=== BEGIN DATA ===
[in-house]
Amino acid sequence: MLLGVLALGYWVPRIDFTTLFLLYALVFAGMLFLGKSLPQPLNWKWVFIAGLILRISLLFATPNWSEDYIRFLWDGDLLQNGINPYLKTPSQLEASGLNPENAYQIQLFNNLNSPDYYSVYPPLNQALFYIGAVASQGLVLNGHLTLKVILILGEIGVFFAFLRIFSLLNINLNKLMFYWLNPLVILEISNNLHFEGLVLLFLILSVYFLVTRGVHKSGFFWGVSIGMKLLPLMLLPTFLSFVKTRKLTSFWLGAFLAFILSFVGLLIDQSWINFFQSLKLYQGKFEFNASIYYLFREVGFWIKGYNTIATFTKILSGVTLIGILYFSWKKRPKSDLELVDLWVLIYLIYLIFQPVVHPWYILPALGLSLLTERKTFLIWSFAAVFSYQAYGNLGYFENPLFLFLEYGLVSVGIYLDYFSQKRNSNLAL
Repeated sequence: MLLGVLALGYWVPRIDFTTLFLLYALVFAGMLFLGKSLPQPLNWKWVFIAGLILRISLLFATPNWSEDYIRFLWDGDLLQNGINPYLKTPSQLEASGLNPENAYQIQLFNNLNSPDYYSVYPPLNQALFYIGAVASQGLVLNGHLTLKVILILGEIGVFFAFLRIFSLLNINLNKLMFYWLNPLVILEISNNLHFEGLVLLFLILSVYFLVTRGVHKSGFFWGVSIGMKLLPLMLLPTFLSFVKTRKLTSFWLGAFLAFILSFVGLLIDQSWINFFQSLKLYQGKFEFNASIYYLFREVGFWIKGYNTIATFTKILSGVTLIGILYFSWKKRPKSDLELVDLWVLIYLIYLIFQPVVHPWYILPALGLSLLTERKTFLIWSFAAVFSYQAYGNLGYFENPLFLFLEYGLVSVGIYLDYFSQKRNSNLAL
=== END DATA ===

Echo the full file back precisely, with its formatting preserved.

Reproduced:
[in-house]
Amino acid sequence: MLLGVLALGYWVPRIDFTTLFLLYALVFAGMLFLGKSLPQPLNWKWVFIAGLILRISLLFATPNWSEDYIRFLWDGDLLQNGINPYLKTPSQLEASGLNPENAYQIQLFNNLNSPDYYSVYPPLNQALFYIGAVASQGLVLNGHLTLKVILILGEIGVFFAFLRIFSLLNINLNKLMFYWLNPLVILEISNNLHFEGLVLLFLILSVYFLVTRGVHKSGFFWGVSIGMKLLPLMLLPTFLSFVKTRKLTSFWLGAFLAFILSFVGLLIDQSWINFFQSLKLYQGKFEFNASIYYLFREVGFWIKGYNTIATFTKILSGVTLIGILYFSWKKRPKSDLELVDLWVLIYLIYLIFQPVVHPWYILPALGLSLLTERKTFLIWSFAAVFSYQAYGNLGYFENPLFLFLEYGLVSVGIYLDYFSQKRNSNLAL
Repeated sequence: MLLGVLALGYWVPRIDFTTLFLLYALVFAGMLFLGKSLPQPLNWKWVFIAGLILRISLLFATPNWSEDYIRFLWDGDLLQNGINPYLKTPSQLEASGLNPENAYQIQLFNNLNSPDYYSVYPPLNQALFYIGAVASQGLVLNGHLTLKVILILGEIGVFFAFLRIFSLLNINLNKLMFYWLNPLVILEISNNLHFEGLVLLFLILSVYFLVTRGVHKSGFFWGVSIGMKLLPLMLLPTFLSFVKTRKLTSFWLGAFLAFILSFVGLLIDQSWINFFQSLKLYQGKFEFNASIYYLFREVGFWIKGYNTIATFTKILSGVTLIGILYFSWKKRPKSDLELVDLWVLIYLIYLIFQPVVHPWYILPALGLSLLTERKTFLIWSFAAVFSYQAYGNLGYFENPLFLFLEYGLVSVGIYLDYFSQKRNSNLAL